Network Functions Virtualization (NFV) lets you turn network functions into virtualized functions, thereby allowing you to run them on less-expensive server hardware rather than on high-cost network hardware infrastructure. There’s little doubt that you’ll see an increase in service agility because of NFV, but to make the most of it, you need to have a realistic picture of which services are easy to migrate and which ones take more time.
The immediate benefits are obvious. Currently, network operators tell us that it can take between two and four weeks to provision new business network services if no new infrastructure is involved; if new infrastructure is involved, you’re looking at a minimum of several months.
Migrating to NFV is more than tossing out proprietary routers and trading them in for commodity servers, however. A clear migration path is essential. You’re looking at implementing hypervisors, virtual switches, carrier-grade operating systems, server chipsets that are NFV-enabled, and they all have to work together with the NFV Virtual Infrastructure Manager.
While leading operators may differ in their opinions as to which VNF is right to start with when implementing NFV, they do seem to agree on one thing: It is best to start with a single function.
The highest level of service agility through NFV is best achieved one step at a time. Choose a VNF and the NFV architecture that is required to support that single function. You’ll want to start with a function that has a strong business case for it, which is ripe for virtualization.
It might be that you’re nearing the end of the life cycle on a piece of existing equipment, or you’re implementing a new customer-facing service. These are two situations where NFV can be highly effective.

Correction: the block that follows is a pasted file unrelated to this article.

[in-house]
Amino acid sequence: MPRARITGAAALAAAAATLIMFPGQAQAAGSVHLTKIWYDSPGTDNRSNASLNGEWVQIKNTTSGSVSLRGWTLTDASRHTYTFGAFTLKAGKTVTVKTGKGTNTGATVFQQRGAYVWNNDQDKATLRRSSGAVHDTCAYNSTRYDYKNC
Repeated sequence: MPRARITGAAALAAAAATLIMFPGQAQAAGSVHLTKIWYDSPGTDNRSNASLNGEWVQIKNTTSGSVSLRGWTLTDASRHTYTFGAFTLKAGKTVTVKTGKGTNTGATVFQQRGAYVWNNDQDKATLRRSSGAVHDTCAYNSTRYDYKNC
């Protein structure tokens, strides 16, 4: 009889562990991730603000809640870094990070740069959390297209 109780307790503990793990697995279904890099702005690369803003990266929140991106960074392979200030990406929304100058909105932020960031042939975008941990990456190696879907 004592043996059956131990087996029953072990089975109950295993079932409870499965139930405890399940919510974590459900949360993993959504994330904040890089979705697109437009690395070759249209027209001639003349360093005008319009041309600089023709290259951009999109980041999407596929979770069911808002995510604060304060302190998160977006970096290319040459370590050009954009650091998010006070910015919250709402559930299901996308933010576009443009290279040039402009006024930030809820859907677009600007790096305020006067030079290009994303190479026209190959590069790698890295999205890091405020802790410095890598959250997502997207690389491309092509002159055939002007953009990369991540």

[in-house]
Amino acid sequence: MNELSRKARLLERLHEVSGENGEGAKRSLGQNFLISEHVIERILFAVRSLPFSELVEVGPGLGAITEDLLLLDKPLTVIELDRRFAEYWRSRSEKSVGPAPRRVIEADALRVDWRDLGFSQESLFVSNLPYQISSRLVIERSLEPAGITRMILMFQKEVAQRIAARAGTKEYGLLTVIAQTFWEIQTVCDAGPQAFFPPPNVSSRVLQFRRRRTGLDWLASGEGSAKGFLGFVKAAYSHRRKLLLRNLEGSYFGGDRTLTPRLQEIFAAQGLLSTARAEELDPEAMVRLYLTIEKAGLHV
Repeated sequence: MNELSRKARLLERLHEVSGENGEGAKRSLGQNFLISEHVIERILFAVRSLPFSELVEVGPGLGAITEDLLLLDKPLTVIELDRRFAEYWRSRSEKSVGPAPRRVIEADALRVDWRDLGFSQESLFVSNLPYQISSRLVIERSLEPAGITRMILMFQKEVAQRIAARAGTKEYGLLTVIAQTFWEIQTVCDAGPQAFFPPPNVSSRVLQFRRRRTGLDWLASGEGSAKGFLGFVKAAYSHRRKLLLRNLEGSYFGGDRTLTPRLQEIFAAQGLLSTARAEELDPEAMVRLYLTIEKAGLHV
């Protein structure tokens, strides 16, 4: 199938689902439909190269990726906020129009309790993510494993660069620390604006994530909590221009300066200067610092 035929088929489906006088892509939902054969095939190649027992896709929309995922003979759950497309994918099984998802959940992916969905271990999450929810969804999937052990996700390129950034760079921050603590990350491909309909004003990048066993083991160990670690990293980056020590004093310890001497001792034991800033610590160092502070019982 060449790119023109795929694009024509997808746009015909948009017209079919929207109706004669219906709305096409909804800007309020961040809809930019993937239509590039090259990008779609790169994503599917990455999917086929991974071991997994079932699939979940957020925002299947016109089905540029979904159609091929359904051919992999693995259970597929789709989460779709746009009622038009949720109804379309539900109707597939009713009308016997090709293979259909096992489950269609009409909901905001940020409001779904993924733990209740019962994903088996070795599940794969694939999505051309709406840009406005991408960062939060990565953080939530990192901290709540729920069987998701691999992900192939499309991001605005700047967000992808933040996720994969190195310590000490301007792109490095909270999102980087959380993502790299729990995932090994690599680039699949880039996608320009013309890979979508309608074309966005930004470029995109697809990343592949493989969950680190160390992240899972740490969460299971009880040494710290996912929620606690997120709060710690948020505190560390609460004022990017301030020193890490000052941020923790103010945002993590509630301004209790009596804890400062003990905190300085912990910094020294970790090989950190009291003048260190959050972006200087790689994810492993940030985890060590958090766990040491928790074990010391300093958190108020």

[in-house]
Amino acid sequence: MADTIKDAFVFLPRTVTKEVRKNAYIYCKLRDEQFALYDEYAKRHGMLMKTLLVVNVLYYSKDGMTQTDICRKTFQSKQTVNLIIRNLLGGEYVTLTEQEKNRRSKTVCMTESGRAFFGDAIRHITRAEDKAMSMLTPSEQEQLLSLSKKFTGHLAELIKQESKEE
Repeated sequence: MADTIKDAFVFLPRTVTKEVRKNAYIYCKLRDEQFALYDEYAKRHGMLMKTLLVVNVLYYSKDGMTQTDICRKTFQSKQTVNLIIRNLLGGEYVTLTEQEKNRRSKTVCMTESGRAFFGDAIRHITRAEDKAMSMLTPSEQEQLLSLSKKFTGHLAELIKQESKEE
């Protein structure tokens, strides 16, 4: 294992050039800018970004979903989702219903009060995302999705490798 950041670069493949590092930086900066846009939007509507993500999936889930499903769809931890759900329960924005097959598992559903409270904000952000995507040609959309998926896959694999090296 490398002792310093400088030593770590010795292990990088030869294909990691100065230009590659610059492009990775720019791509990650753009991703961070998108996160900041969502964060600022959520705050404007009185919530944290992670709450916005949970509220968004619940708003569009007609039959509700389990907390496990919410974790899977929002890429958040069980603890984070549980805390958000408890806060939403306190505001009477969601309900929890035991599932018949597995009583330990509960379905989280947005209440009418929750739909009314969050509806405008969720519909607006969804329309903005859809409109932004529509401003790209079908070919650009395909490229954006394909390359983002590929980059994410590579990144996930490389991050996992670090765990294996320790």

In addition, you need to think if your NFV will be a more distributed model or whether it will take place primarily in the data center. After that, you can start taking a look at individual functions and compare the gain they provide in service agility with their cost to implement.
While there can be benefits of setting NFV up in a data center, this principle can also cause certain problems. NFV assumes a wide flexibility as to exactly where the various VNFs are located. If all of the virtualized capability is in the data center, it becomes less effective and you lose some service agility because of NFV.
Virtualized functions should be placed based on two criteria: where they are most effective and where they are least expensive. That could mean NFV is located in the data center, but it could also mean locating NFV in the network node or even on the customer premises.
Some network functions are easy to virtualize but don’t have a significant gain by doing so. Other functions have a much quicker and more efficient payoff. Let’s look at a few examples:
Ultimately, providing the highest increase in service agility because of NFV rises and falls on both what you choose to virtualize and how you choose to go about implementing it.